This feeling of being useful or being productive is also visible within our contemporary society. We are being productive because we constantly want to do something to acquire capital, accelerate and self-improve. These are criteria of a modern society we live in. According to the sociologist Hartmut Rosa, a modern society and modernity means setting the world in motion as this interesting Ted Talk on rapid social acceleration shows.[2] We are bringing things into movement and ideas, images, capital and communication are moving around the world. With the arrival of online communication and sales I have the feeling the change of speed has even become bigger, since people do have more and easier access to these movements, ideas, images, capital and communication all over the world.

An example of this communication all over the world are the people coming forward to make statements about fashion during the coronacrisis and how it should be post-crisis, as Daniëlle and Hanka already discussed. Someone who also dropped a statement is Rinke Tjepkema, Editor-in-Chief of the Dutch Vogue and she said: ’I hope we will move towards a more human pace in fashion’’.[3] While reading this I immediately wondered: What is a human pace? What does it mean? And how is a human pace expressed in fashion?

In my view there is no strict answer, but I came across an interesting explanation which shows a human pace in my believe. The editor of Vestoj, Anja Cronberg stated: ‘’Speed will forever return you to your starting point, slowness by contrast allows you to advance at a pace that encourages contemplation and observations. To be slow is far from remaining static; instead slowness is a temporal notion that prioritizes the journey over the destination’’.[4] When I project this idea on fashion, a human pace has a focus on the process of the garment instead of the garment as an end product. When we implement a human pace in the fashion industry, there is no obsession with the new, as it is in the fast fashion industry[5], but we are more focused on the process and this process is approached with care and attention for everyone involved.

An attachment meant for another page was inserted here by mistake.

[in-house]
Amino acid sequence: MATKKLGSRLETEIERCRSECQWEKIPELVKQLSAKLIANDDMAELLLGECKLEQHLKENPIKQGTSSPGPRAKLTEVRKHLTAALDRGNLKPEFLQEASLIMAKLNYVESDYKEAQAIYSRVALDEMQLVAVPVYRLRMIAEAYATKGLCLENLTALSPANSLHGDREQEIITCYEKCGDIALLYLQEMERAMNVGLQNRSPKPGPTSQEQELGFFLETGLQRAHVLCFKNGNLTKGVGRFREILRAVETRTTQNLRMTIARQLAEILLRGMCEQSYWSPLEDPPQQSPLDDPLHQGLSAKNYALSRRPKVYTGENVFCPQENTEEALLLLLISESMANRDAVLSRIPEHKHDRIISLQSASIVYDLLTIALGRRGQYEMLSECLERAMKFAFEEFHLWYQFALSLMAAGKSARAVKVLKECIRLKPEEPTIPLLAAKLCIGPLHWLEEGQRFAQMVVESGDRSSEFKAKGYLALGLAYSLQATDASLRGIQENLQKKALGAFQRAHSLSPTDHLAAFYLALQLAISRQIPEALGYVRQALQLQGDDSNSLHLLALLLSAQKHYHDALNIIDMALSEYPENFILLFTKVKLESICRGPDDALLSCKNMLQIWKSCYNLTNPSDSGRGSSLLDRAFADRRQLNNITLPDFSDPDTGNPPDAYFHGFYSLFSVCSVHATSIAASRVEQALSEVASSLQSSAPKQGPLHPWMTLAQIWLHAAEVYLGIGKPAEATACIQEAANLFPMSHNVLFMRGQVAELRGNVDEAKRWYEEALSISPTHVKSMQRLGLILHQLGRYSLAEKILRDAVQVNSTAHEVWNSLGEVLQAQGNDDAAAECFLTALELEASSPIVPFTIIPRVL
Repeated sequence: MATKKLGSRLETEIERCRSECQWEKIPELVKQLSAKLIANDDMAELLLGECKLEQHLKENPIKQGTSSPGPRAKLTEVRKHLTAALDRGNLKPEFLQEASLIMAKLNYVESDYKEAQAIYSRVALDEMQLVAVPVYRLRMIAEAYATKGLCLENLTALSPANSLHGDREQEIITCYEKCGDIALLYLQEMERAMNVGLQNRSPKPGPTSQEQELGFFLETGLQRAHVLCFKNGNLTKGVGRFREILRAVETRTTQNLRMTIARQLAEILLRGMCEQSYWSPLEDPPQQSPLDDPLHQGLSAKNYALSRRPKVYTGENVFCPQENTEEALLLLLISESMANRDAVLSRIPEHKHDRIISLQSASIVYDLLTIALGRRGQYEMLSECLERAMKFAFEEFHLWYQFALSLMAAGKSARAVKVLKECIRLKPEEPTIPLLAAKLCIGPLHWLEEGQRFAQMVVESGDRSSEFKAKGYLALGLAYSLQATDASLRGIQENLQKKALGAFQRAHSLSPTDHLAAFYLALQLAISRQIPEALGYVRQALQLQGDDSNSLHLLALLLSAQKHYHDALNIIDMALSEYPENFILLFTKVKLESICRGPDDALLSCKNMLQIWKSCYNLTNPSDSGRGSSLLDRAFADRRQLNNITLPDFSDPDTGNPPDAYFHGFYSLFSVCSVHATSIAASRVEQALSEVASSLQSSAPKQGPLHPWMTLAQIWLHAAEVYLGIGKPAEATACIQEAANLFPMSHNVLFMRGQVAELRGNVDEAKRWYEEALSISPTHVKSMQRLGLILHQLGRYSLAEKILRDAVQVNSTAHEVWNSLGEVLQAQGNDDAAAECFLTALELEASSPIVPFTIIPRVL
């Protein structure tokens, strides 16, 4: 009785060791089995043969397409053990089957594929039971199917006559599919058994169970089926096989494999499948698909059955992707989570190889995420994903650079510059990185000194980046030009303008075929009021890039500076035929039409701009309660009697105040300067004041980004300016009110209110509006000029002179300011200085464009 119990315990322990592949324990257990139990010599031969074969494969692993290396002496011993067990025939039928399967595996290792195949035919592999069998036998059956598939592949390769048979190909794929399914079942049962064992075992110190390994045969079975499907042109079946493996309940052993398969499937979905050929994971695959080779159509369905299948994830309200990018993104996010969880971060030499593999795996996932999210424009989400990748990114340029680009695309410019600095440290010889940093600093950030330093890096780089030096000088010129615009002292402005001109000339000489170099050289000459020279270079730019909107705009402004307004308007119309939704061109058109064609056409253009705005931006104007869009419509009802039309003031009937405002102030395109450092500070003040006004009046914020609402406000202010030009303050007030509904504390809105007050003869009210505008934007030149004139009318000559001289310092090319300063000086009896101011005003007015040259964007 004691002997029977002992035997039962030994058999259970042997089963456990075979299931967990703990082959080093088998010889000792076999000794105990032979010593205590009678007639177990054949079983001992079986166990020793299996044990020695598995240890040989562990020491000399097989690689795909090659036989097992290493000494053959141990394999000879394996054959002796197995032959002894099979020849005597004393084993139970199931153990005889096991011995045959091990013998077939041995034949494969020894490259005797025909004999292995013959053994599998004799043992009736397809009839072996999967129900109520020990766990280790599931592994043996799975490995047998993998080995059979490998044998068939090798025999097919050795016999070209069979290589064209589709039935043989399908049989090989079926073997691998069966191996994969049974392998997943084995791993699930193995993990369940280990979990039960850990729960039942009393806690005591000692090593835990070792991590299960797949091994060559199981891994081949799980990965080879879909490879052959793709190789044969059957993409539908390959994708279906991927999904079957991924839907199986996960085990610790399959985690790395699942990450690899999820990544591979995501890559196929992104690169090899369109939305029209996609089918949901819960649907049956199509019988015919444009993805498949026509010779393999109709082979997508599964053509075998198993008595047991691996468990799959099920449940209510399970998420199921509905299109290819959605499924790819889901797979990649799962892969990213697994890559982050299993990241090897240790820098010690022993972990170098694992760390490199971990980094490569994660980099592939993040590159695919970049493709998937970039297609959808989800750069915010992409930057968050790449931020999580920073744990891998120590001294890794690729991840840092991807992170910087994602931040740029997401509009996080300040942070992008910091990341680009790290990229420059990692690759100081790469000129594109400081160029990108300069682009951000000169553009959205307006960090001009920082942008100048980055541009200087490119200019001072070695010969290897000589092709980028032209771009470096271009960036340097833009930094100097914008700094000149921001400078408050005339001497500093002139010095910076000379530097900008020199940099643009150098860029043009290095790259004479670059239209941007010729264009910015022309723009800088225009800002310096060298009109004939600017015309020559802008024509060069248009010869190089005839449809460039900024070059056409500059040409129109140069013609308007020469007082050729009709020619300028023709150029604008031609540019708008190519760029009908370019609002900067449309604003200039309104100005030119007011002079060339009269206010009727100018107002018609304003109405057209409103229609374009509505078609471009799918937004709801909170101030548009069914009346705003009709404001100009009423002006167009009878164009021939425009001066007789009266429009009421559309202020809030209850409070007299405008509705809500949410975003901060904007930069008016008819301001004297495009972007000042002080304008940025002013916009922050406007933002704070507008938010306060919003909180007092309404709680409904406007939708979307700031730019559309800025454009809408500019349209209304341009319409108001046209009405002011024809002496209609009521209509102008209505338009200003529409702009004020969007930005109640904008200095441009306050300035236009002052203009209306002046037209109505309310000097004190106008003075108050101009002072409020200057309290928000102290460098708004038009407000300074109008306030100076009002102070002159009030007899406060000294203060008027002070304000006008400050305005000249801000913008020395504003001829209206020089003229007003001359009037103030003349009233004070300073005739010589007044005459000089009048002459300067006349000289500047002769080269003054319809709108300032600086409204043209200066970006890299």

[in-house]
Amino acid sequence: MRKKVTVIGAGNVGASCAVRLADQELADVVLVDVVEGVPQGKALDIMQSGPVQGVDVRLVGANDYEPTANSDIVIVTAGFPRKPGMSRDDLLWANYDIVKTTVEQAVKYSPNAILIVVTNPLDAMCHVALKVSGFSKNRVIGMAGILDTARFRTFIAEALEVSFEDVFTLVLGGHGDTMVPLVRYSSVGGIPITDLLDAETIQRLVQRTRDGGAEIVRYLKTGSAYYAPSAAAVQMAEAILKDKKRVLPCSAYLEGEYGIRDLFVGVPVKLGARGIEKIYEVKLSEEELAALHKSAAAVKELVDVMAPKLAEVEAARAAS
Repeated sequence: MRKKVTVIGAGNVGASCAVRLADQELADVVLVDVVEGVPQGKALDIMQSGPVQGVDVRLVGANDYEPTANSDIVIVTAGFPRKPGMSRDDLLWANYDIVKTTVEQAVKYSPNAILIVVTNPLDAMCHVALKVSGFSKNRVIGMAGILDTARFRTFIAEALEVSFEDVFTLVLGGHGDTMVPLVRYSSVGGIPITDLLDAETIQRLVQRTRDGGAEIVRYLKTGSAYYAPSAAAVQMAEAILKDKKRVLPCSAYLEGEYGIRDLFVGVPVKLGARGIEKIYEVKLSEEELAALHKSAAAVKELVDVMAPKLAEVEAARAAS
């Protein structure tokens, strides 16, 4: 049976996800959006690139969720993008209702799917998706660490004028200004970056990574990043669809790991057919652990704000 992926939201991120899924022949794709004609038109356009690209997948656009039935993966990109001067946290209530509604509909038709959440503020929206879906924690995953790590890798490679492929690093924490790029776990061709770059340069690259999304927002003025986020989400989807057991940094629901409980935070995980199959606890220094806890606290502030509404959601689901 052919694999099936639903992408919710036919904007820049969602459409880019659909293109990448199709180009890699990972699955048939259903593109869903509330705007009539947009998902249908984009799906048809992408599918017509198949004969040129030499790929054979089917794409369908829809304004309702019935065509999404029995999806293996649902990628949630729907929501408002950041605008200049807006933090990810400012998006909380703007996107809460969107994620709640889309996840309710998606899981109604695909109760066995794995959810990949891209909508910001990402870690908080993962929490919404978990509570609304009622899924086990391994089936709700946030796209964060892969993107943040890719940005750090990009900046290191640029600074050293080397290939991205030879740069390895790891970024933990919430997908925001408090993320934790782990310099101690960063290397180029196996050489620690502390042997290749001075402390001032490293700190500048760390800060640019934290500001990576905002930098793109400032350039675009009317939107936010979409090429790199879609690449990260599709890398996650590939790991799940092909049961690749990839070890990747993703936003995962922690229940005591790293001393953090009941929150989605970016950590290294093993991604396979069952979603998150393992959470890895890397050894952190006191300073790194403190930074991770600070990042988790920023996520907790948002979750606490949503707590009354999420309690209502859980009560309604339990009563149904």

You asked me if the system is able to slow down, or if it is moving faster than ever before, and I find it hard to answer. On the one hand you see some initiatives such as Gucci who announces in seven short diary fragments that they will only show a new collection twice a year, and step away from seasonal labels such as pre-Fall, Spring-Summer or Fall-Winter, to find a new rhythm.[6] On the other hand, newsletters arrive in my mailbox saying: ‘The sale has started! Buy now, before it’s too late’ and ‘The new collection it out now!’ Retailers are selling anything they’re able to at significantly discounted prices online to maintain some income.[7] This duality is something that gives the feeling it’s too early to give an answer to your question if the system is able to slow down or is moving faster than ever before.